Black-Caribbean patients are more often admitted compulsorily to psychiatric wards than patients from other ethnic groups. We tested the hypothesis that perceived ethnicity of a patient had no independent effect on the risk of compulsory admission. For all consecutive admissions over a 6-month period to acute psychiatric wards in Nottingham, medical officers responsible for the decision to admit completed a questionnaire recording clinical details of the patients and reasons for admission. The results showed that 43.2% of Black-Caribbean patients and 18.8% of White patients were admitted compulsorily (unadjusted odds ratio 3.29, 95% CI 1.71-6.33). Perceived ethnicity (Black-Caribbean) was significantly associated with being young, receiving a diagnosis of psychosis, and being perceived to be at a risk of violent acting out. A forced entry logistic regression model was used to adjust for hypothesised confounding variables such as age, sex, diagnosis, risk, socio-economic status and level of social support. A diagnosis of psychosis, risk of committing violence and being Black-Caribbean had independent effects on the risk of being compulsorily detained. The odds ratio for compulsory detention of Black-Caribbean patients was 2.16 (95% CI 1.03-4.52) after adjusting for the hypothesised confounding variables.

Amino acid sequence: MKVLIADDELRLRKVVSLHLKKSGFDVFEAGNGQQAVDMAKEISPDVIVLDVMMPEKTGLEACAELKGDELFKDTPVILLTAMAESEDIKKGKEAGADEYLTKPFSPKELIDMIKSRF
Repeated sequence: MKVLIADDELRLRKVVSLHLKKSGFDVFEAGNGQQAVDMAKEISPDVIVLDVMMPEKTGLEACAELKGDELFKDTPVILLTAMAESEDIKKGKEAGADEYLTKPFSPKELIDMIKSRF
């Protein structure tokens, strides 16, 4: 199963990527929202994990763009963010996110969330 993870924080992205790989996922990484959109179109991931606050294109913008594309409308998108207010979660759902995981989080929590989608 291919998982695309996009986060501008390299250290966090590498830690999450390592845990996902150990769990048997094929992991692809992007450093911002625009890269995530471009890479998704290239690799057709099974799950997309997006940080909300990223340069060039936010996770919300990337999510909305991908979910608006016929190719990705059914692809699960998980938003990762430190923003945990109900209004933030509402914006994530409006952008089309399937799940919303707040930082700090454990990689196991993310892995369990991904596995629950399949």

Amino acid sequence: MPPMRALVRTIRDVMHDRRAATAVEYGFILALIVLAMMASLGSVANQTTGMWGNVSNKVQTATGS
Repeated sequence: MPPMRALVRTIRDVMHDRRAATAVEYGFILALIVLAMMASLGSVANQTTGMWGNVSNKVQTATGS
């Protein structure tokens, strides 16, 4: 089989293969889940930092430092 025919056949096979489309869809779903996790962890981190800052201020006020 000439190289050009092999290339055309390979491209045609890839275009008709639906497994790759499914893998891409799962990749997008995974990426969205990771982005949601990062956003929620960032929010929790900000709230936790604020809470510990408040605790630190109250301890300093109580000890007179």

|Number of pages||6|
|Journal||Social Psychiatry and Psychiatric Epidemiology|
|Publication status||Published - Dec 1997|